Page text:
The tower dates back to the around the 1930’s and 40’s and was used to monitor wild fires. Another interesting fact, this tower was used to monitor mustard gas tests that went on in this section of the forest during WWII.
Check out my video below to get an idea of the experience and to see some amazing views from high above the surrounding forest.
I have always enjoyed the scenic wilderness along this part of the Suwannee River at Andrews Wildlife Management Area. There are many trails and recreational opportunities here. Some of the history includes logging and agricultural uses going back to the 1800’s, the land was purchased by the Andrews family in 1945, they managed the land for outdoor recreation. The state bought the land in 1985.
One of the interesting sites I found there while exploring was a lone gravesite, the tombstone is mostly gone now so I couldn’t see who was buried here and when. There is a wooden fence surrounding the grave so it seems to be maintained from time to time.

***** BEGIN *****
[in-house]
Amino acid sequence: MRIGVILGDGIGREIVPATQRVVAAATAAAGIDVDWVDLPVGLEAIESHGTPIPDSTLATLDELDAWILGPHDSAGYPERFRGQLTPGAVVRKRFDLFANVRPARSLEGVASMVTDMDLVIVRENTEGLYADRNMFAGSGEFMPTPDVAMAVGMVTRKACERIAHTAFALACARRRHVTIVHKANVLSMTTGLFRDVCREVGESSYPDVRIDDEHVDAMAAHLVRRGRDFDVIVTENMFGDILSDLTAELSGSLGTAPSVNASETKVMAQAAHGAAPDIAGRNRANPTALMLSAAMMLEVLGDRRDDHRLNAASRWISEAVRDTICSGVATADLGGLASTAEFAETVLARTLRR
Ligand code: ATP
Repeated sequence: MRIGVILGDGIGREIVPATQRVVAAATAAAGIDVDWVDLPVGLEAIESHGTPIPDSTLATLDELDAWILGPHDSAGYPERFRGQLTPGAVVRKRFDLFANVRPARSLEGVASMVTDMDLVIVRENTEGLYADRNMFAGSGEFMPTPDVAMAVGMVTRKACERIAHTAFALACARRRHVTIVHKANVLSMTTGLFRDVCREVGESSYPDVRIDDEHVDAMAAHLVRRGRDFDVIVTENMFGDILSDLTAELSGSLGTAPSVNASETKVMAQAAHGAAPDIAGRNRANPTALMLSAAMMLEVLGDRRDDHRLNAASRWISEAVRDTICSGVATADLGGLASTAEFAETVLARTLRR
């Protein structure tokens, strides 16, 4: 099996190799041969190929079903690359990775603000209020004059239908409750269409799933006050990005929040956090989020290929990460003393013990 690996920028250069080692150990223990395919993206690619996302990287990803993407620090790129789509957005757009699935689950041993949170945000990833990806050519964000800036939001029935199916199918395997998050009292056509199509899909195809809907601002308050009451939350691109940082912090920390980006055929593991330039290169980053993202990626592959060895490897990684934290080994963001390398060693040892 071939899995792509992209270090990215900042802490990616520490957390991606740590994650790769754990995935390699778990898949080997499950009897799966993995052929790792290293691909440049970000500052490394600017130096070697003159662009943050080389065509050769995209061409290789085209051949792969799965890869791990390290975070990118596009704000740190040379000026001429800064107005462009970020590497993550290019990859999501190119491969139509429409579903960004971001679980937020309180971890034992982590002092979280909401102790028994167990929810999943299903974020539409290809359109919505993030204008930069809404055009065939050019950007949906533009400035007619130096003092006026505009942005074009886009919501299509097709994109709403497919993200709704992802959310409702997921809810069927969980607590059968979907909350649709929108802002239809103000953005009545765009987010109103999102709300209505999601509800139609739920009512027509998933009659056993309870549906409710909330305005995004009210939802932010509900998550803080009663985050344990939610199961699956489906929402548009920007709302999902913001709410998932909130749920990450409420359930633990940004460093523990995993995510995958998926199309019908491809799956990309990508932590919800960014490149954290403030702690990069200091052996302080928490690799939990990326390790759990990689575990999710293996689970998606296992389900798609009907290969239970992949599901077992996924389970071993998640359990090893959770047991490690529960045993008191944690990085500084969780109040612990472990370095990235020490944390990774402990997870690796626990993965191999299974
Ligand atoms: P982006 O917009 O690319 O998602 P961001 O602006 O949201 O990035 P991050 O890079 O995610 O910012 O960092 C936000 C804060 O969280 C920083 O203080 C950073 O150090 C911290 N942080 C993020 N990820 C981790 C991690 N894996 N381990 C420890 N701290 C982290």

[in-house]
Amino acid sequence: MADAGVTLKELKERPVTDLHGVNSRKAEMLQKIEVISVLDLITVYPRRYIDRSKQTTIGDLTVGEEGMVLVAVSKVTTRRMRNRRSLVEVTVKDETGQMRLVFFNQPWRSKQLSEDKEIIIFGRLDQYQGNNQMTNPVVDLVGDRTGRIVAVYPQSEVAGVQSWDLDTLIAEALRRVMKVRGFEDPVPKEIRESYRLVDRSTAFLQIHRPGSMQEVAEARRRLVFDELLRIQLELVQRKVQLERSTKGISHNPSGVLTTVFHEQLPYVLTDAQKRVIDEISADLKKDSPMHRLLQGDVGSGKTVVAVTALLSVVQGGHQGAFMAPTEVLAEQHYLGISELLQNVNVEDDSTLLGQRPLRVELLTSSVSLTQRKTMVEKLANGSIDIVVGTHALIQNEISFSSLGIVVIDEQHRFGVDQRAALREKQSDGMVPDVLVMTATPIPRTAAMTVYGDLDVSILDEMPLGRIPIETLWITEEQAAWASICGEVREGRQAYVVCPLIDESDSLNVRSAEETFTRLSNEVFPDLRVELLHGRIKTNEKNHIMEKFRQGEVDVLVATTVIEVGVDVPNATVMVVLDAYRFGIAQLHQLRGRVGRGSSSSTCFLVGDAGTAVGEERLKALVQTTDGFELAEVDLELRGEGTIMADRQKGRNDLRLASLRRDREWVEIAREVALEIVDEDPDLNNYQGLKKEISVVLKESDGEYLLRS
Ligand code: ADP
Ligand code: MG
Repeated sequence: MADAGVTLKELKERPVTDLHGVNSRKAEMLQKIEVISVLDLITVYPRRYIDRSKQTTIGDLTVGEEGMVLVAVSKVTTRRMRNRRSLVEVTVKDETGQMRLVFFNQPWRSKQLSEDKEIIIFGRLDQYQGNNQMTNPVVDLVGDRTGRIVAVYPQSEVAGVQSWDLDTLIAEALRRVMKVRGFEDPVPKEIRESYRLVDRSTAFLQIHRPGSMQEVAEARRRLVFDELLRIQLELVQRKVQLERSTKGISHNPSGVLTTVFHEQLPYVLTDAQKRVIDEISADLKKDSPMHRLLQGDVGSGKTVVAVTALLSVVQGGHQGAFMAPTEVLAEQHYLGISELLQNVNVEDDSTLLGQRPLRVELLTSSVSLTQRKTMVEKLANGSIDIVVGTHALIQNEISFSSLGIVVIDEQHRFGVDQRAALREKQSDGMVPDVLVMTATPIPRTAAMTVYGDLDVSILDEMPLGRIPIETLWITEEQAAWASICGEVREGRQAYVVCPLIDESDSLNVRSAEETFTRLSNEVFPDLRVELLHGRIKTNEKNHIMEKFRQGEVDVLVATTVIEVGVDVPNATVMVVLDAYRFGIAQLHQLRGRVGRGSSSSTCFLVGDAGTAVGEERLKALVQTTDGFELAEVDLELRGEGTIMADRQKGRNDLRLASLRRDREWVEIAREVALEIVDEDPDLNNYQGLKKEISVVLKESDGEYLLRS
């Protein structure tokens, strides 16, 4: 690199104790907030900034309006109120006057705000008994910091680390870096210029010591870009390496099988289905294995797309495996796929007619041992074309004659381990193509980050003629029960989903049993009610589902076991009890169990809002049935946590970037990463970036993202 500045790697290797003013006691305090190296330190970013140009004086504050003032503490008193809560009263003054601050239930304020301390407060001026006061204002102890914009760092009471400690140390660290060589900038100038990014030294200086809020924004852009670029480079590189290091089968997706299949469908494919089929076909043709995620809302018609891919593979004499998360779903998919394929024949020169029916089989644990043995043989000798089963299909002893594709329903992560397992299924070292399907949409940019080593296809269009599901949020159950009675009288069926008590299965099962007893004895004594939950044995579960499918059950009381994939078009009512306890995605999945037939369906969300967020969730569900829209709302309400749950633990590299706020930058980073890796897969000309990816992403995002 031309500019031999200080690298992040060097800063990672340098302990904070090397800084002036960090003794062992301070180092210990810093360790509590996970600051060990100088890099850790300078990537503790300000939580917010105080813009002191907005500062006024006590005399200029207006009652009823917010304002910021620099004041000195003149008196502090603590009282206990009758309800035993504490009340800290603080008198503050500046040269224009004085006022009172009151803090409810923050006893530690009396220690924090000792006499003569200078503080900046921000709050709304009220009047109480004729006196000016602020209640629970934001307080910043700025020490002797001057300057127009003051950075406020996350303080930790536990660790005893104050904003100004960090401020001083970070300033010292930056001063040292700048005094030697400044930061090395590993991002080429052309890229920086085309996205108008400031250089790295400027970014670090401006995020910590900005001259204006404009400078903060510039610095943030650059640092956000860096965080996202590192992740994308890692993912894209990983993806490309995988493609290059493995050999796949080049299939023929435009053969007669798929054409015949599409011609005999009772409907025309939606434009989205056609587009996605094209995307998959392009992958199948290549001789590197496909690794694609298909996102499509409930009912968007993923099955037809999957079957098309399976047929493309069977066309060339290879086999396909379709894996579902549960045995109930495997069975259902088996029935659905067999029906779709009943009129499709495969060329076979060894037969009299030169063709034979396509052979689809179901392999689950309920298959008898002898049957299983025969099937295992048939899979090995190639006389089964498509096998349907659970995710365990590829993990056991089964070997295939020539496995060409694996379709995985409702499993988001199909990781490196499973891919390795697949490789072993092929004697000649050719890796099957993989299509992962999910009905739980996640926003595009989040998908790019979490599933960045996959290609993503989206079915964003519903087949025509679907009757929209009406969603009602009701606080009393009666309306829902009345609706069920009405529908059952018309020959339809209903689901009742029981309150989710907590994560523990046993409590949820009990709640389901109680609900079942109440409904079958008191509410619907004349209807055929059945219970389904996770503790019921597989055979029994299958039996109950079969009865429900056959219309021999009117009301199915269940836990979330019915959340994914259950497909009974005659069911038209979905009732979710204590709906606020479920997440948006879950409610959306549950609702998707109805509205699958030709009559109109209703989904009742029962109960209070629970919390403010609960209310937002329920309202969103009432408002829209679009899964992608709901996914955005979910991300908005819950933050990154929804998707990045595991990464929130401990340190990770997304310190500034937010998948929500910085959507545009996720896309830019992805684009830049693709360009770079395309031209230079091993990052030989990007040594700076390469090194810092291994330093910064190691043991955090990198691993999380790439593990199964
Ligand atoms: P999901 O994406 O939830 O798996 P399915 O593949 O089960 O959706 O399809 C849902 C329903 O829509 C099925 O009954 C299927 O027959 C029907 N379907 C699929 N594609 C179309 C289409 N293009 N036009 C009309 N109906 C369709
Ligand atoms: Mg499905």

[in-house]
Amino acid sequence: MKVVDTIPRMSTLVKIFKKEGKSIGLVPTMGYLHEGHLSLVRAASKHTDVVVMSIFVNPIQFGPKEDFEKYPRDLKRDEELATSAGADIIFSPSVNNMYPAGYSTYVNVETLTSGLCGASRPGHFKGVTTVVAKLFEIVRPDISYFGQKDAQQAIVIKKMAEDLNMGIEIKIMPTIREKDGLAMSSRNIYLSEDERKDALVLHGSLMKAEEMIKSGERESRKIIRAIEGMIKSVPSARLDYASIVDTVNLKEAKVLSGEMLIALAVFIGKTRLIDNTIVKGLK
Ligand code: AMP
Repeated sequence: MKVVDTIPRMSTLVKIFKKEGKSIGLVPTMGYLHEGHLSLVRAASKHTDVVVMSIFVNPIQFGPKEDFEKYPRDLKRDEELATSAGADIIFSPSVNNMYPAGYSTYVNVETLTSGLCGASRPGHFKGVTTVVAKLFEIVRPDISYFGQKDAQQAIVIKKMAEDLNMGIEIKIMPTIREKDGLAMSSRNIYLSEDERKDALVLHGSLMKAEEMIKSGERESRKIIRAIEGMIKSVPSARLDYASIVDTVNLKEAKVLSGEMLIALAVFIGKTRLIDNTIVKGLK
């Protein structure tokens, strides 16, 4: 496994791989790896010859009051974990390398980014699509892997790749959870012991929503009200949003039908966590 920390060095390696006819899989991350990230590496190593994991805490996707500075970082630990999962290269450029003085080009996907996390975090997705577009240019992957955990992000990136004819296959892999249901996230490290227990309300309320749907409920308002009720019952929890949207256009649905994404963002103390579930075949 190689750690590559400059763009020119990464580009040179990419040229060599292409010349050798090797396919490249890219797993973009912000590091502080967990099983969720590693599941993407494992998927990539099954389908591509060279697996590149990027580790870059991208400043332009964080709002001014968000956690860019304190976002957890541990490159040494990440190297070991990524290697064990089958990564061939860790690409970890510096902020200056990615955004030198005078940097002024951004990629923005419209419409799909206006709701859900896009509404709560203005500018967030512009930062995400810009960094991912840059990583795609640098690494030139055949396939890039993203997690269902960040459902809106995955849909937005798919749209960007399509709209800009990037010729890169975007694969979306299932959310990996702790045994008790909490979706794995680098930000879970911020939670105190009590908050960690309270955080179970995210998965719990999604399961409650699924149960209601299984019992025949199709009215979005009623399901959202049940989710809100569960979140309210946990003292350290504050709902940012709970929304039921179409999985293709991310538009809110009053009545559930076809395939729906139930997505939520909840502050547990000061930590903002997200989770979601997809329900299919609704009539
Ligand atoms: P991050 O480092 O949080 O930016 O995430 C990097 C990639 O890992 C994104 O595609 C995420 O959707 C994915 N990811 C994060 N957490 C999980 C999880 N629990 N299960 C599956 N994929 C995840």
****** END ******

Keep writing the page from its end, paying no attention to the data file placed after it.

After some further research I was able to track down some information on the site. It is the grave of an infant child that died around 1898 his name was Walter Miller Owens, the father was a man named Randall Owens. So far that is all the history I could uncover on the area, they also may have had a homestead nearby.
It is amazing seeing these areas today and imagining how they once were and who lived there. You can’t help but get a sense of the history in places like this and this gravesite is a reminder from a time long gone.
Orleans was one of the many ghost towns that existed in Citrus County back in the late 1800’s. It was a small community with maybe a population of around 100 or so. It was settled in 1885 but didn’t last very much longer after that. The town may have began to fade after the great freezes of 1894-95 which wiped out many of the crops. Another thing to consider is back in those days influenza was an epidemic in some other small towns like this and could’ve had an impact there as well.